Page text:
Sunday, November 18, 2007

Best things are (still) for free

Two of Caravaggio's major works are still in Santa Maria church in Piazza del Popolo, ROme: "The conversion on the way to Damascus" and "The Crucifixion of Saint Peter". Amazing pieces of art..the details are better than anything I have seen before in my humble existence. and amazingly enough that they are still there..exhibited for free and still hidden from most of the touristic waves (hopefully).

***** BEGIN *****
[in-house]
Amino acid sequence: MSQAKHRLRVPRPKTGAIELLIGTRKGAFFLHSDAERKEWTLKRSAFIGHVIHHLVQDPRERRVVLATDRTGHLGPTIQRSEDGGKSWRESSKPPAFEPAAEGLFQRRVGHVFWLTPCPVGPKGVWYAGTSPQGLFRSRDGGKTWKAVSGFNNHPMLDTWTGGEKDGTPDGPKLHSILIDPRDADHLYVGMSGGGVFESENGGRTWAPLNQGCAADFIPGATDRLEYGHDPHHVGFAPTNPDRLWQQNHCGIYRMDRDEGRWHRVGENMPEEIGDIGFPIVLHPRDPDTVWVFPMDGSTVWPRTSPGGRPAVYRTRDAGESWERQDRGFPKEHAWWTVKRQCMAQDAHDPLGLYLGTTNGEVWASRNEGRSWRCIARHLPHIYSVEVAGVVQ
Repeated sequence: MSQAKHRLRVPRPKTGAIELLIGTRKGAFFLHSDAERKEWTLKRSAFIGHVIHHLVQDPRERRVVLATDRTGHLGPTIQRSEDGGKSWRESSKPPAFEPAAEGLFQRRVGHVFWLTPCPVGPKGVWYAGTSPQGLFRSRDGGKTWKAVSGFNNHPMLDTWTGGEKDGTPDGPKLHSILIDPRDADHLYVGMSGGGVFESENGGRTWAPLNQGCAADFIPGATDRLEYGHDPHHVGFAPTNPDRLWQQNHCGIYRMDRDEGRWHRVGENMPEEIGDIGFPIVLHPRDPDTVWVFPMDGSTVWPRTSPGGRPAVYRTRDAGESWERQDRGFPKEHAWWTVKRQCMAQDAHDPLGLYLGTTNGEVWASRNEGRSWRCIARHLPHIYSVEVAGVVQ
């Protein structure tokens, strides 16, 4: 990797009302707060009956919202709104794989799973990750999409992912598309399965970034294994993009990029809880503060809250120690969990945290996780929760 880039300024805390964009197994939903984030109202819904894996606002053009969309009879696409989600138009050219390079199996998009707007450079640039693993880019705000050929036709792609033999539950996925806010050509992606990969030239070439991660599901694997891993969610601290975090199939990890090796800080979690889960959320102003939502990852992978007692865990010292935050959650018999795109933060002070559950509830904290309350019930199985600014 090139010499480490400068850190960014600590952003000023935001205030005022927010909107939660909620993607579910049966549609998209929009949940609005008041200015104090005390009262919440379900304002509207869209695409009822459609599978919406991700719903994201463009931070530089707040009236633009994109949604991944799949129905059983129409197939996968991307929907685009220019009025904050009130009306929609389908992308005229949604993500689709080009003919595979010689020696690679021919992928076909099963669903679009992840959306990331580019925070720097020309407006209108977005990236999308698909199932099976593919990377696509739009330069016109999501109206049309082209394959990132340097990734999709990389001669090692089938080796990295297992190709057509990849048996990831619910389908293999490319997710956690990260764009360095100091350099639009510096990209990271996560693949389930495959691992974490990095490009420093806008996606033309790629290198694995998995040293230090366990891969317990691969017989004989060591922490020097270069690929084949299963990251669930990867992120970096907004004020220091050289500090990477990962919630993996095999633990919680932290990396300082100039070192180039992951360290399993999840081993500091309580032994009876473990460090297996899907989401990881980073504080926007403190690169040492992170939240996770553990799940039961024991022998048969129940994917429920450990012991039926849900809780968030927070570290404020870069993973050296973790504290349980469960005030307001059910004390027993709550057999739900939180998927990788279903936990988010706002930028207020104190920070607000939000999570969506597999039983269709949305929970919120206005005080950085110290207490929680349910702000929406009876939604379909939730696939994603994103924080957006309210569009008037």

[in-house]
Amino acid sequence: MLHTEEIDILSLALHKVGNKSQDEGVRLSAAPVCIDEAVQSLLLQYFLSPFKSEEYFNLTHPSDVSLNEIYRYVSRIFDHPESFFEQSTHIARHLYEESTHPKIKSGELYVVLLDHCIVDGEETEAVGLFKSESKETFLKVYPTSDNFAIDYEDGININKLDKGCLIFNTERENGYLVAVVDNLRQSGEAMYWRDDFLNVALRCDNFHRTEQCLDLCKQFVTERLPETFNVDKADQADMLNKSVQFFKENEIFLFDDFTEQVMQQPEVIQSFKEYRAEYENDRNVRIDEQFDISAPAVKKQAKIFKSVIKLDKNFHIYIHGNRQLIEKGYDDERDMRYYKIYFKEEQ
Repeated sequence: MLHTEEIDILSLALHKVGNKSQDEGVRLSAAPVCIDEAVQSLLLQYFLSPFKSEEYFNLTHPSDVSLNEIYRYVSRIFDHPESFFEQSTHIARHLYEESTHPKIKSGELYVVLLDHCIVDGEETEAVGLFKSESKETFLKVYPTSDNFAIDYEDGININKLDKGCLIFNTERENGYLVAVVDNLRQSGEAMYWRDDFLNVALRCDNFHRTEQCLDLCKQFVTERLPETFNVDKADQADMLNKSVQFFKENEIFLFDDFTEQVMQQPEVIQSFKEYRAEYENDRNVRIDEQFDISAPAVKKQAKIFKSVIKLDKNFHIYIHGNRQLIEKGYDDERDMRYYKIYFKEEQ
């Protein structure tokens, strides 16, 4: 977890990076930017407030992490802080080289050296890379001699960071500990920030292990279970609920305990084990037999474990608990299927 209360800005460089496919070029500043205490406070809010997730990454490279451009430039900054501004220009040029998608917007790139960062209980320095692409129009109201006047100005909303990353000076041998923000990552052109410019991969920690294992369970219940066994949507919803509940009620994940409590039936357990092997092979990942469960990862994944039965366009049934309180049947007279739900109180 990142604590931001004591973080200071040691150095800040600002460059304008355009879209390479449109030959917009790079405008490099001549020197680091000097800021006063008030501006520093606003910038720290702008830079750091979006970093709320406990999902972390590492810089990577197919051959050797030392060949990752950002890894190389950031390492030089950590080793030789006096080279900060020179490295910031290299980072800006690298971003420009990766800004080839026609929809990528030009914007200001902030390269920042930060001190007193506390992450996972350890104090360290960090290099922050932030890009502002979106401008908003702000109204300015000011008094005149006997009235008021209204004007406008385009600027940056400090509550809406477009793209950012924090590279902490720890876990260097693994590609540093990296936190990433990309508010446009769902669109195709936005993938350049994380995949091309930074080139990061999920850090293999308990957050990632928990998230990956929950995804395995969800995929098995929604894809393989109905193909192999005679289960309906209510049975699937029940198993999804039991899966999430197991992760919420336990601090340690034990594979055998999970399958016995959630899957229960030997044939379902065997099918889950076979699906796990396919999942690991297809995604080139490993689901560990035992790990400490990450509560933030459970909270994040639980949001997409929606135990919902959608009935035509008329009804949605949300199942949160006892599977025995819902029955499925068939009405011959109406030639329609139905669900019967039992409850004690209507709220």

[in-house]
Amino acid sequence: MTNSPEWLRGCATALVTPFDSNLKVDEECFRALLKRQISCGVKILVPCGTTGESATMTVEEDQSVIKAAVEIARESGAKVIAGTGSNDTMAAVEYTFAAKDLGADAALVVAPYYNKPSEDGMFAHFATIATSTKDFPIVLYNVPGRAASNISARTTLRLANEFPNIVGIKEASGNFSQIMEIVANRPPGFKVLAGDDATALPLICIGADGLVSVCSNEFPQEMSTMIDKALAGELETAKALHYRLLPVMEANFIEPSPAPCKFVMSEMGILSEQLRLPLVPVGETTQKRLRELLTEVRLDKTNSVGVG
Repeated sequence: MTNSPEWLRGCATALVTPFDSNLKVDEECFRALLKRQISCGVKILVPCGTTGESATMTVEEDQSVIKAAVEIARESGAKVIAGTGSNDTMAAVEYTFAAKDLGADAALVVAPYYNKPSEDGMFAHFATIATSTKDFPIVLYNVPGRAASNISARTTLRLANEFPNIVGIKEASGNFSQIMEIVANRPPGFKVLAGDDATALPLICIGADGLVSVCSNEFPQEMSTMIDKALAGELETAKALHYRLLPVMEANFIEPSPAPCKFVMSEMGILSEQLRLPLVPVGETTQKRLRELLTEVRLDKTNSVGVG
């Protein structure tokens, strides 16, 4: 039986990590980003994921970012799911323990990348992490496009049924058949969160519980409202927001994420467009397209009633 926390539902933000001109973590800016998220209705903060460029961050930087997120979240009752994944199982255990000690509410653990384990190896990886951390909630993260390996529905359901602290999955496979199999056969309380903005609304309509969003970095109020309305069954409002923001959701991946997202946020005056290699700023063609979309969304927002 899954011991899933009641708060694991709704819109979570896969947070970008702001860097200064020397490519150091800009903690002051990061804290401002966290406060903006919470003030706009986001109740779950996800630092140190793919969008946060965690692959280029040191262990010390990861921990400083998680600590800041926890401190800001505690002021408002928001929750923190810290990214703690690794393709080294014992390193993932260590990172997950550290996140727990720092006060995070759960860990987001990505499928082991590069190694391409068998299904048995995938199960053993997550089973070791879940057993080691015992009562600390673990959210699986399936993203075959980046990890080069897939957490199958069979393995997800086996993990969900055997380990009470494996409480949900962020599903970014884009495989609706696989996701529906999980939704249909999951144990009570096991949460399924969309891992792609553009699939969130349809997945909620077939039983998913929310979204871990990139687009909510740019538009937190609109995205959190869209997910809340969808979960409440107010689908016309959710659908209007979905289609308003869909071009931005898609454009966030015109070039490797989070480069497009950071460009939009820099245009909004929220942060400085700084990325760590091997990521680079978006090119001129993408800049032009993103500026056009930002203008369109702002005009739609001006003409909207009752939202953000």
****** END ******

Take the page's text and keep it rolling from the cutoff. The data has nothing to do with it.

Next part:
Caravaggio was considered enigmatic, fascinating, rebellious and dangerous. He burst upon the Rome art scene in 1600, and thereafter never lacked for commissions or patrons, yet handled his success atrociously.An early published notice on him, dating from 1604 and describing his lifestyle some three years previously, tells how "after a fortnight's work he will swagger about for a month or two with a sword at his side and a servant following him, from one ball-court to the next, ever ready to engage in a fight or an argument, so that it is most awkward to get along with him." In 1606 he killed a young man in a brawl and fled from Rome with a price on his head. In Malta in 1608 he was involved in another brawl, and yet another in Naples in 1609, possibly a deliberate attempt on his life by unidentified enemies. By the next year, after a career of little more than a decade, he was dead. (wiki)

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